Friday, January 23, 2015

Lev Vygotsky – Theory on Cognitive Development in Students




The theories of how a child develops throughout their childhood and into their years before they become adults is something that has been studied by many psychologist. It is a topic that fascinates many theorist because this is when a person learns and adapts the most during these years. One such theorist is Soviet psychologist Lev Vygotsky who developed a theory in which is based on who children learn from their community and their culture and how these are important factors in how a child develops. The Three major parts of the theory are the Zone of Proximal Development also known as the ZPD, the More Knowledgeable Other known as MKO, and Scaffolding. Each of these three are part of the theory work together in the development of the child’s mind and can be used in a classroom setting in order to further the education of the student.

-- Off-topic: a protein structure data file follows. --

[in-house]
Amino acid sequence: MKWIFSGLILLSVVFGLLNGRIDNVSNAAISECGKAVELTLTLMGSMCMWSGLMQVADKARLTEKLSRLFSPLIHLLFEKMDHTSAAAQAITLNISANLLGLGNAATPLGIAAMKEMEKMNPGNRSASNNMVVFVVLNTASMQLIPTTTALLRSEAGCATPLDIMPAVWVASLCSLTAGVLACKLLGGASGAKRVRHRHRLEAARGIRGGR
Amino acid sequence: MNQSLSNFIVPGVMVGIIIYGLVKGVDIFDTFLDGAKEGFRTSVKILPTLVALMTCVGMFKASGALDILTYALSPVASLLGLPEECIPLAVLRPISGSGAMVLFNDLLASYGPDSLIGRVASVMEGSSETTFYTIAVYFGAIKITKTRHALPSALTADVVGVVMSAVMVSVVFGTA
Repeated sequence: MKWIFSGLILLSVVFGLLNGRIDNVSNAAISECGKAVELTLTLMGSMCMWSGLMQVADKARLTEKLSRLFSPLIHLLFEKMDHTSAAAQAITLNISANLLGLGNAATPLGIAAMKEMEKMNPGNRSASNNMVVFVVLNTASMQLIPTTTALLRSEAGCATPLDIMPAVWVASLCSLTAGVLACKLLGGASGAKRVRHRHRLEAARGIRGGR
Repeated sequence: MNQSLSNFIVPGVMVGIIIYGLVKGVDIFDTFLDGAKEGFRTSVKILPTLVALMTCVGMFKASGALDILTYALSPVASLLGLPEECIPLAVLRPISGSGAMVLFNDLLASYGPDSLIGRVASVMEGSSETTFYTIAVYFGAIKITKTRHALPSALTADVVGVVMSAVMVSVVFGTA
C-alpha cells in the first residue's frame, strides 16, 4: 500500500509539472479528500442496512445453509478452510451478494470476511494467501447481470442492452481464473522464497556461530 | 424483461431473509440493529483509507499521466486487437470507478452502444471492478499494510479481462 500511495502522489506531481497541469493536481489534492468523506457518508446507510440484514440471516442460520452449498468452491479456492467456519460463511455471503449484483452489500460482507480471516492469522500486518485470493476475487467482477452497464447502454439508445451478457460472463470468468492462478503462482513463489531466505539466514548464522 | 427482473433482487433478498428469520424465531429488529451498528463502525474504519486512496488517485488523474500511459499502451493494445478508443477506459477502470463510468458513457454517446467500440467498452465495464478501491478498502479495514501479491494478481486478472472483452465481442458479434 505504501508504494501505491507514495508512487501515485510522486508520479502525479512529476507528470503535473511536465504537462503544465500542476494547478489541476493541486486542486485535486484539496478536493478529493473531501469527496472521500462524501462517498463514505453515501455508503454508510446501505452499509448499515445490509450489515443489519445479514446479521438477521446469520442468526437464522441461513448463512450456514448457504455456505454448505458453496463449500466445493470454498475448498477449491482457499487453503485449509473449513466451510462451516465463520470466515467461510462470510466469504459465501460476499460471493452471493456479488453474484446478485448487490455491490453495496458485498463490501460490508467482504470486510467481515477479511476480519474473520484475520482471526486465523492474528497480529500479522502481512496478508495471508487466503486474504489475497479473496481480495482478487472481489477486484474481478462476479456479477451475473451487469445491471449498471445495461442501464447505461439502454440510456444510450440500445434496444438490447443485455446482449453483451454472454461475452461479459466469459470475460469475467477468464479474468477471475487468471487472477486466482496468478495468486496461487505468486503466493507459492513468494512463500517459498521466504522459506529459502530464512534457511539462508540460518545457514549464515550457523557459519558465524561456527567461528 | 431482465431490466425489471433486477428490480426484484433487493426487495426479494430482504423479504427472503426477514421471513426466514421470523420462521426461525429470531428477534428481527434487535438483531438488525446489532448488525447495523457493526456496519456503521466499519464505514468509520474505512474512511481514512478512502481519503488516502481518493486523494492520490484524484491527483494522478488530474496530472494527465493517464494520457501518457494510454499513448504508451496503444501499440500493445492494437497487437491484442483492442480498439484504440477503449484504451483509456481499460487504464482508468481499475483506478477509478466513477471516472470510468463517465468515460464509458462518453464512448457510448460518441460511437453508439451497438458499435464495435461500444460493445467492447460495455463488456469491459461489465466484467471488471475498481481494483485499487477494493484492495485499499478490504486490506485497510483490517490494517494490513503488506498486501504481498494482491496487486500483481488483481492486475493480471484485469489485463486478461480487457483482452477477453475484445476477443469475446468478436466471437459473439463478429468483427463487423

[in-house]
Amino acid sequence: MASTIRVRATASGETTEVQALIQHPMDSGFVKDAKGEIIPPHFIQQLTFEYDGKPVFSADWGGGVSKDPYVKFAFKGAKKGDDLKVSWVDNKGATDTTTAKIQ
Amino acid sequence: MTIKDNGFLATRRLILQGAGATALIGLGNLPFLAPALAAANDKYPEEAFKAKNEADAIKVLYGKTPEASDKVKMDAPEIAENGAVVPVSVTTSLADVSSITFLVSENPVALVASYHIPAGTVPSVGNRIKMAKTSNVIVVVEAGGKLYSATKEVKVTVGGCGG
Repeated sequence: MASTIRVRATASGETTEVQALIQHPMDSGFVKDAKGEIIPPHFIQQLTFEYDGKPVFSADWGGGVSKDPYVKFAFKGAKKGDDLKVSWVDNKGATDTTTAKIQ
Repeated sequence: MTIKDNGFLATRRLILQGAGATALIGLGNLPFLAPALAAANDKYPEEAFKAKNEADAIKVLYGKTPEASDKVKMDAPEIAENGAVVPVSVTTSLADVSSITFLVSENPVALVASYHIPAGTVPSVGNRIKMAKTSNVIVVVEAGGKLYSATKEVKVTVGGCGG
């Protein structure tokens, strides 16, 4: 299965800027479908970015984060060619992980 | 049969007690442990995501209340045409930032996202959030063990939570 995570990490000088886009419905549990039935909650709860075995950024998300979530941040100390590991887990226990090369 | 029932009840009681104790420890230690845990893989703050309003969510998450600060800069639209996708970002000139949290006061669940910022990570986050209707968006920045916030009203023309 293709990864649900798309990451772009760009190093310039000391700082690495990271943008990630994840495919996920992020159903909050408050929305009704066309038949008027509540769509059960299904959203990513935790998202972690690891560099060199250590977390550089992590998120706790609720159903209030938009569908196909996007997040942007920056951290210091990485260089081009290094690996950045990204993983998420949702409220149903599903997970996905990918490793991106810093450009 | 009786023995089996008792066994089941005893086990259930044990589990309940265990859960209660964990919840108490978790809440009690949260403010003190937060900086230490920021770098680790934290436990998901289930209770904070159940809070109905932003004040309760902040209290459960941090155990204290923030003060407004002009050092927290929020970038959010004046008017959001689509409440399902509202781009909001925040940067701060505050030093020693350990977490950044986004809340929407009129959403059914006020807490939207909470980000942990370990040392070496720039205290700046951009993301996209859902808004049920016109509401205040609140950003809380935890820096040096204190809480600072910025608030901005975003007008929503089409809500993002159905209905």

Vygotsky’s Theory
            In order to explain the other parts of the theory first it has to be known who the More Knowledgeable Other is and how their role is used in the education of the student. The MKO can be anyone that the student is exposed to, it can be a parent, a teacher, or someone who has the knowledge that the student needs. According to Saul McLeod (2007) the MKO doesn’t have to be an adult, McLeod says “Although the implication is that the MKO is a teacher or an older adult, this is not necessarily the case. Many times, a child's peers or an adult's children may be the individuals with more knowledge or experience.” This explains that anyone within the child’s range can teach them something. Vygotsky’s theory is based mainly on the interactions of the student within the social spectrum of their lives. Since students interact with many different types of people then they’ll learn different things from these people, even if what they learn is from their school aged peers. In a classroom setting students who struggle with a particular topic can ask either their teacher or their fellow students for help to further their knowledge.